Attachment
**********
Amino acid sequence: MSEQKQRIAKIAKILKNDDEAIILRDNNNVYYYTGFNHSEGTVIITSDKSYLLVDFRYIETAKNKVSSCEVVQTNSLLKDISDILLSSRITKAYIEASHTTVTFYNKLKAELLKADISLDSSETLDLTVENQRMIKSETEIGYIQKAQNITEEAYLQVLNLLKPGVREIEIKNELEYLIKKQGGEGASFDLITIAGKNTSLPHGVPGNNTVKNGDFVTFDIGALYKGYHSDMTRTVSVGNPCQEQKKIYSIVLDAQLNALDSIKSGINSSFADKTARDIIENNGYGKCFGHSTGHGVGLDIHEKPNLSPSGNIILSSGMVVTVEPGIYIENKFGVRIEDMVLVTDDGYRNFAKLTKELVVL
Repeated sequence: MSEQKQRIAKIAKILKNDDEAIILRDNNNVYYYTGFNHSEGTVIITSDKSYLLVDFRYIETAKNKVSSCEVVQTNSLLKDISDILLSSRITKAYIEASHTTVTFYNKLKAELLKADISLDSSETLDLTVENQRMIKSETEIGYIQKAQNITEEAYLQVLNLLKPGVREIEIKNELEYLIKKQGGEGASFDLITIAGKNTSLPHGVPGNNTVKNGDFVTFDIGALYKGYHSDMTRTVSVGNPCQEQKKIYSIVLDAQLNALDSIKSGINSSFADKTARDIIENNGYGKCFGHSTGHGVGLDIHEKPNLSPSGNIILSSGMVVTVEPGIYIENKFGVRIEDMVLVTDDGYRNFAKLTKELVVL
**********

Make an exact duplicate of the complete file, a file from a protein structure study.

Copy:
Amino acid sequence: MSEQKQRIAKIAKILKNDDEAIILRDNNNVYYYTGFNHSEGTVIITSDKSYLLVDFRYIETAKNKVSSCEVVQTNSLLKDISDILLSSRITKAYIEASHTTVTFYNKLKAELLKADISLDSSETLDLTVENQRMIKSETEIGYIQKAQNITEEAYLQVLNLLKPGVREIEIKNELEYLIKKQGGEGASFDLITIAGKNTSLPHGVPGNNTVKNGDFVTFDIGALYKGYHSDMTRTVSVGNPCQEQKKIYSIVLDAQLNALDSIKSGINSSFADKTARDIIENNGYGKCFGHSTGHGVGLDIHEKPNLSPSGNIILSSGMVVTVEPGIYIENKFGVRIEDMVLVTDDGYRNFAKLTKELVVL
Repeated sequence: MSEQKQRIAKIAKILKNDDEAIILRDNNNVYYYTGFNHSEGTVIITSDKSYLLVDFRYIETAKNKVSSCEVVQTNSLLKDISDILLSSRITKAYIEASHTTVTFYNKLKAELLKADISLDSSETLDLTVENQRMIKSETEIGYIQKAQNITEEAYLQVLNLLKPGVREIEIKNELEYLIKKQGGEGASFDLITIAGKNTSLPHGVPGNNTVKNGDFVTFDIGALYKGYHSDMTRTVSVGNPCQEQKKIYSIVLDAQLNALDSIKSGINSSFADKTARDIIENNGYGKCFGHSTGHGVGLDIHEKPNLSPSGNIILSSGMVVTVEPGIYIENKFGVRIEDMVLVTDDGYRNFAKLTKELVVL